The Josephus Problem
1. In Massada, in ancient Greece, it was decided that there were too many
prisoners and many should be executed. One prisoner was given a sword
and all 1000 prisoners were instructed to stand in a circle. The one with the
sword was instructed to kill the man on his left and then pass the sword to
the next man on the left, who would then do the same. The circle would
continue to get smaller as this continued, and the last man left would be set
free. Josephus, one of the prisoners, placed himself at the correct position
in the lineup to be the one remaining man at the end of this elimination. At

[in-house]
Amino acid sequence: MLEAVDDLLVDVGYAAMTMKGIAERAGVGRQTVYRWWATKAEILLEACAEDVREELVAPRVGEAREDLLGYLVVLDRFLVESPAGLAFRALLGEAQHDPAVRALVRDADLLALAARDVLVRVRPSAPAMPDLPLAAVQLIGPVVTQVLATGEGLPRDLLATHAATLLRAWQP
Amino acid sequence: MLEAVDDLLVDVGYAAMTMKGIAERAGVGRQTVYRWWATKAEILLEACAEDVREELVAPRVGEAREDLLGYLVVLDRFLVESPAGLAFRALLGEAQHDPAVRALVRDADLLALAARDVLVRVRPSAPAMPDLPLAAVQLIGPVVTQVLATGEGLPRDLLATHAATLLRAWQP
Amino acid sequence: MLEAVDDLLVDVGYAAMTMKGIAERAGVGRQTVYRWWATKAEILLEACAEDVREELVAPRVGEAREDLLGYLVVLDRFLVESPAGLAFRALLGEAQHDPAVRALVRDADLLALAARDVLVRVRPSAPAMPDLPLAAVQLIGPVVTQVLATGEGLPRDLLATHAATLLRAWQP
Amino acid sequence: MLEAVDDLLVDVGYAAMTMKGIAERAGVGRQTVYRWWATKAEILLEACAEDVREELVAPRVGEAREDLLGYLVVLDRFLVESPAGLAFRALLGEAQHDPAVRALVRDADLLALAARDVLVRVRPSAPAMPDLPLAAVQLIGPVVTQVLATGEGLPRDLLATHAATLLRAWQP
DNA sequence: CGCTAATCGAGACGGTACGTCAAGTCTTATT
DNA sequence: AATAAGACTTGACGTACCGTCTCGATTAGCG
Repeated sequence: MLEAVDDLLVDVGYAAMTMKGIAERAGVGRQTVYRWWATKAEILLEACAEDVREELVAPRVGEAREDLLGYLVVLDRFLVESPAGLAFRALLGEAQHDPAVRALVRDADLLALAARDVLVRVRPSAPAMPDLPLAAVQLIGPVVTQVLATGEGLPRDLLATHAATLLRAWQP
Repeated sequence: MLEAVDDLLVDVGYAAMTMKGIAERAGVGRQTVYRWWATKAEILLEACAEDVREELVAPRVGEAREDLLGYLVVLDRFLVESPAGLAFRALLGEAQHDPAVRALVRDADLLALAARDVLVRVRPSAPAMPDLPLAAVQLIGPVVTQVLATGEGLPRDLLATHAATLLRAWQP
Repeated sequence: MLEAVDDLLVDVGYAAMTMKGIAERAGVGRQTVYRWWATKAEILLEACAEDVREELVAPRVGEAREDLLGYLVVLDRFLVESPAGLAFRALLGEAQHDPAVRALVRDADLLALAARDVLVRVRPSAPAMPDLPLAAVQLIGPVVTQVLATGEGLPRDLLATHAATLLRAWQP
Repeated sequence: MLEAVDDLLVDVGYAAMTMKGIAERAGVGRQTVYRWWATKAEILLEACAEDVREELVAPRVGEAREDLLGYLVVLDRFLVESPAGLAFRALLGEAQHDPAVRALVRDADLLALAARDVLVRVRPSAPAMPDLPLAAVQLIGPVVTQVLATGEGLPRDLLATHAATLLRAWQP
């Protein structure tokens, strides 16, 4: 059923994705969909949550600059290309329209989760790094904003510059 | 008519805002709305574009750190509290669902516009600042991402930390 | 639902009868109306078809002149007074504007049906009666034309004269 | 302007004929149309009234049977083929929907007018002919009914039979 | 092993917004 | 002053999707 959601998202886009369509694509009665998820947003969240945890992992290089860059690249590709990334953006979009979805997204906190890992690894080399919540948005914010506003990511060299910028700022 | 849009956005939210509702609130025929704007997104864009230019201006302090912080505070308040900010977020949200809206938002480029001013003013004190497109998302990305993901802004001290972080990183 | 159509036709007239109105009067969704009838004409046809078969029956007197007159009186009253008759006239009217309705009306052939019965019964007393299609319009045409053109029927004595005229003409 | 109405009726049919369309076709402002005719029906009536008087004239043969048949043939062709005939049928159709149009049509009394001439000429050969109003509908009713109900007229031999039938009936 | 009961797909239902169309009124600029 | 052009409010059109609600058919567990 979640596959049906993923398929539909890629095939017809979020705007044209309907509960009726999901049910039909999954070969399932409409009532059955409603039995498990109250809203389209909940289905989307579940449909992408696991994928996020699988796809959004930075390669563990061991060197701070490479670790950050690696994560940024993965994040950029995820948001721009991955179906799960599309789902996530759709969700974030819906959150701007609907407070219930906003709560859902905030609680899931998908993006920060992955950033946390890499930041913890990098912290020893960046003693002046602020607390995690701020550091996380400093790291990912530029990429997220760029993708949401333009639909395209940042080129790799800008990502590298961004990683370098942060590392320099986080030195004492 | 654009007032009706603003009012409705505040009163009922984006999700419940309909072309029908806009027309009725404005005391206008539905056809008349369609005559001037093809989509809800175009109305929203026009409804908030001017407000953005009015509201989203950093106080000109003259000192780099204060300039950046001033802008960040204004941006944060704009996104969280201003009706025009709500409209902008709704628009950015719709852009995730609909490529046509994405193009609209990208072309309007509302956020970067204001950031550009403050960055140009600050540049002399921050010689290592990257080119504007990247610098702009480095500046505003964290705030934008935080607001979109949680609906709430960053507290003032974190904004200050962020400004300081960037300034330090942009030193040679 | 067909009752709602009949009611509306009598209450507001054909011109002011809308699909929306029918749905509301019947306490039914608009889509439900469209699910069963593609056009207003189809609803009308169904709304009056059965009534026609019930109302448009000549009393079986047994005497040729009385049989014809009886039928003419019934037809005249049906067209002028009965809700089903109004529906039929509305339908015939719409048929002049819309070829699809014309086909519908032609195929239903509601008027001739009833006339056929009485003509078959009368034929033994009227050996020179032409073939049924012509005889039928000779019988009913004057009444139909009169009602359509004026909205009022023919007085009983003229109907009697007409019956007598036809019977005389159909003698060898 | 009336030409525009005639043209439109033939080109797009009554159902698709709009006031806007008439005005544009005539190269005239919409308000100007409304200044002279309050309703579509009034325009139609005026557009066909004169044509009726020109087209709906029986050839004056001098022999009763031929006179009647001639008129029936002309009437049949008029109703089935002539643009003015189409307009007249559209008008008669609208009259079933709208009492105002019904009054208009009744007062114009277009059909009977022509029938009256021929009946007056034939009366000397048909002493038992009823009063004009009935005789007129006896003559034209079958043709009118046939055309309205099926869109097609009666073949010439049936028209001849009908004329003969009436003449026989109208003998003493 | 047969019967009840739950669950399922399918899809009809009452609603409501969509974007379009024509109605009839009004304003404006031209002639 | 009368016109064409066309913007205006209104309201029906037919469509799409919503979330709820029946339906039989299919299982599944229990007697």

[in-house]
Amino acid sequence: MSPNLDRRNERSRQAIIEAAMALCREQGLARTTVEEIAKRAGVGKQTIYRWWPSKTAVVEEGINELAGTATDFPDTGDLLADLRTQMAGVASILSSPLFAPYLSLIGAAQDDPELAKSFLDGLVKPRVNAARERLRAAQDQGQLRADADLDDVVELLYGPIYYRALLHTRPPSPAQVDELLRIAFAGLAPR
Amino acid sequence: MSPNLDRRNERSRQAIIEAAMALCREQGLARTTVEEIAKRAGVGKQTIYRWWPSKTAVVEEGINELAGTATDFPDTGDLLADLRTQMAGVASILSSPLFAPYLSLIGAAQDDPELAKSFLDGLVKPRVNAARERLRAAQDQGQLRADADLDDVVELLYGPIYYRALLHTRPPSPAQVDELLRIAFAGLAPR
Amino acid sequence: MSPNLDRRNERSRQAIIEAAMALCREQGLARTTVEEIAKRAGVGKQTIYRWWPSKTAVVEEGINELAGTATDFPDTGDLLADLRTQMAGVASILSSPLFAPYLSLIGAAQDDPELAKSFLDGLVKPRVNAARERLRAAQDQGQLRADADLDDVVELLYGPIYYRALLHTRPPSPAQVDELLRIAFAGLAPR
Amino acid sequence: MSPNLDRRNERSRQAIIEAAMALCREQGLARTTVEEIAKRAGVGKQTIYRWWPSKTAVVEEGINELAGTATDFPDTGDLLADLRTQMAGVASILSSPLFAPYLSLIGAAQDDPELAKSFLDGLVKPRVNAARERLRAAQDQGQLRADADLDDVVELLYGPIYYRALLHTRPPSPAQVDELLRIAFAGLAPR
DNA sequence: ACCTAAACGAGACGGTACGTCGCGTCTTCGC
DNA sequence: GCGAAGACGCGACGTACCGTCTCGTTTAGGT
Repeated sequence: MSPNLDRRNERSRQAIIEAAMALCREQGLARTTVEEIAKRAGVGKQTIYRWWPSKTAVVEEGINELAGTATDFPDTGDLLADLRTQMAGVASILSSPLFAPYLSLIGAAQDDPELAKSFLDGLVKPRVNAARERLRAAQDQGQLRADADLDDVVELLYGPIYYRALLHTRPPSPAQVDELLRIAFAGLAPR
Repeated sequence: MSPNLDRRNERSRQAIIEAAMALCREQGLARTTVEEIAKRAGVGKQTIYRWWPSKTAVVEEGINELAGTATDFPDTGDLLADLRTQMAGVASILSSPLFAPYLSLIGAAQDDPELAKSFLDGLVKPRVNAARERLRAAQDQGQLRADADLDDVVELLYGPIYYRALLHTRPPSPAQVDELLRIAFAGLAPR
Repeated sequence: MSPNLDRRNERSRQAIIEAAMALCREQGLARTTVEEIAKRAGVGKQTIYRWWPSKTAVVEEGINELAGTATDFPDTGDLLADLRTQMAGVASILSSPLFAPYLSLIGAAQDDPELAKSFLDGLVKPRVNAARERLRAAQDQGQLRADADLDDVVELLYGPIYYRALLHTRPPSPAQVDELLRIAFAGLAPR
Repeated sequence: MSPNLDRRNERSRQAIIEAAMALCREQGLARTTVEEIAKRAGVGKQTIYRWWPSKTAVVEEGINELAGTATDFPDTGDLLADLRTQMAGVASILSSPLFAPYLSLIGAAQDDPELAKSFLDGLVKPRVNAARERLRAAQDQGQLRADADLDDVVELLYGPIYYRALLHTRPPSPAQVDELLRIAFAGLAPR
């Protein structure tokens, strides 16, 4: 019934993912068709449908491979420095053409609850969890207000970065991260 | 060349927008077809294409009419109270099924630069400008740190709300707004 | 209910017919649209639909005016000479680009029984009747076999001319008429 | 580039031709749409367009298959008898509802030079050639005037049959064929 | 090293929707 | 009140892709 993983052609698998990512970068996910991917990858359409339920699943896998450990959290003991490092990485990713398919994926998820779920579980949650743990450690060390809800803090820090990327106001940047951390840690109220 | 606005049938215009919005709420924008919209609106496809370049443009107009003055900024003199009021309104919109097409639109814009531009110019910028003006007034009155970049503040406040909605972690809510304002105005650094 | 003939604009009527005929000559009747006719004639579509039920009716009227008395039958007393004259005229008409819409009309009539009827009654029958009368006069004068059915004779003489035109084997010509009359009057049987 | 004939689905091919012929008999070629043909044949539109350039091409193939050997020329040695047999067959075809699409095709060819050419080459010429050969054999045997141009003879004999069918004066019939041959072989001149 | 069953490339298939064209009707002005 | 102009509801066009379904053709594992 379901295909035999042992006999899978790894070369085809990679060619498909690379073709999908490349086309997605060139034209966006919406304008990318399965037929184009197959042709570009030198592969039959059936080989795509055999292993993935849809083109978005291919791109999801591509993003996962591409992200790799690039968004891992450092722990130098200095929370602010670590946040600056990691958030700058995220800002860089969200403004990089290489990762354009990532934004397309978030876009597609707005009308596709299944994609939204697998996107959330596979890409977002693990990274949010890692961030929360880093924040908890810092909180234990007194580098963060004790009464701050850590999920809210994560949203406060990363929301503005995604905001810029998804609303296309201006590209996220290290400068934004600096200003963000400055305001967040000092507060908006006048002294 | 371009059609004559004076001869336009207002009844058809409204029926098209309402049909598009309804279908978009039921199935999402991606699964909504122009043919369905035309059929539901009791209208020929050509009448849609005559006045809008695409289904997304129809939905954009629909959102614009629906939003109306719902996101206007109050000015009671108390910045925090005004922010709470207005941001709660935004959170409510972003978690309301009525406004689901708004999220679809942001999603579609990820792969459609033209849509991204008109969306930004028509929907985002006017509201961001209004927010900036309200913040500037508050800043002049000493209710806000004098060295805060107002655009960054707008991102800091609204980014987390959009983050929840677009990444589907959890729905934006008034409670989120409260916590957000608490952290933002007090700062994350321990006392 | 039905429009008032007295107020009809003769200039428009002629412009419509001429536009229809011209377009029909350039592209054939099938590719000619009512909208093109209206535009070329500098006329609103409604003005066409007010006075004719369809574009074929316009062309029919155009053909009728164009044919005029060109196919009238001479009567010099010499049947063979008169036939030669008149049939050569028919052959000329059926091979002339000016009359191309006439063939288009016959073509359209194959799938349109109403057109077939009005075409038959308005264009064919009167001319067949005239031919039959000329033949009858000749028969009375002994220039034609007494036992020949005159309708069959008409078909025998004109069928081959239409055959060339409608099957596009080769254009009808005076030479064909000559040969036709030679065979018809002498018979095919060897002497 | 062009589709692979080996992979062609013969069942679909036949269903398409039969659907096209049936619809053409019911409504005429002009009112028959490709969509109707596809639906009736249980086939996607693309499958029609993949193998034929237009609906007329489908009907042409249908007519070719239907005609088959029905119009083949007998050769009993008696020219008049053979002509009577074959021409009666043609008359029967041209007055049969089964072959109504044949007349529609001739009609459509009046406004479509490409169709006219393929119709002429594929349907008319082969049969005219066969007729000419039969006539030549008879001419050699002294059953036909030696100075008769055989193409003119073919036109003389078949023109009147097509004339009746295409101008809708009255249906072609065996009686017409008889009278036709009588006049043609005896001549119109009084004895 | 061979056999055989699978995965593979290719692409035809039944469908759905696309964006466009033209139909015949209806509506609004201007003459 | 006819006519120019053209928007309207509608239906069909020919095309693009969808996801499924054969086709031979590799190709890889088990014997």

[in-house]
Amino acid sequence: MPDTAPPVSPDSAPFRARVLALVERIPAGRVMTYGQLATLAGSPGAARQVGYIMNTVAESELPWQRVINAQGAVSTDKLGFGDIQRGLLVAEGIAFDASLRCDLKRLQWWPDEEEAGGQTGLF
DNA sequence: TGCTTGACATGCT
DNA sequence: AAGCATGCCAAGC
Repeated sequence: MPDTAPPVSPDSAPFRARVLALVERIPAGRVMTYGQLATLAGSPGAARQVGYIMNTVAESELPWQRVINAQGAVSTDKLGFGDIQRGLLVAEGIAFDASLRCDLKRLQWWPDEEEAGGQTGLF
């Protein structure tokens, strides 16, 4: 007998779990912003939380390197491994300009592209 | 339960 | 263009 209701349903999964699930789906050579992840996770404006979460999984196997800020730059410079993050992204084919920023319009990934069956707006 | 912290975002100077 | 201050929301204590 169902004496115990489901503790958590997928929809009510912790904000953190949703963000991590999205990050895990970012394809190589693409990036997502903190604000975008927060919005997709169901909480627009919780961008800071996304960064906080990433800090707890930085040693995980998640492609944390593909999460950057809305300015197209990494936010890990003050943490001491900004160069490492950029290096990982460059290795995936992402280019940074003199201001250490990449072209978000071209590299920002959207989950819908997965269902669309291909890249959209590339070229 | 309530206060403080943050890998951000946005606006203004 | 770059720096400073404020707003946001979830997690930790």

what position did he place himself on the circle?
2. If the last two will be set free, where should Josephus direct his
friend to stand?
To attack this problem, try it for smaller numbers of prisoners first, less than
20 or so.
Source: Martin Gardner, Dick McFarland, and the Stanford EE Ph.D.
[Taken from "Ken's Puzzle of the Day" March 14, 1994]
Here is a hint that may help.
Examine the binary values for the starting total and the end position.
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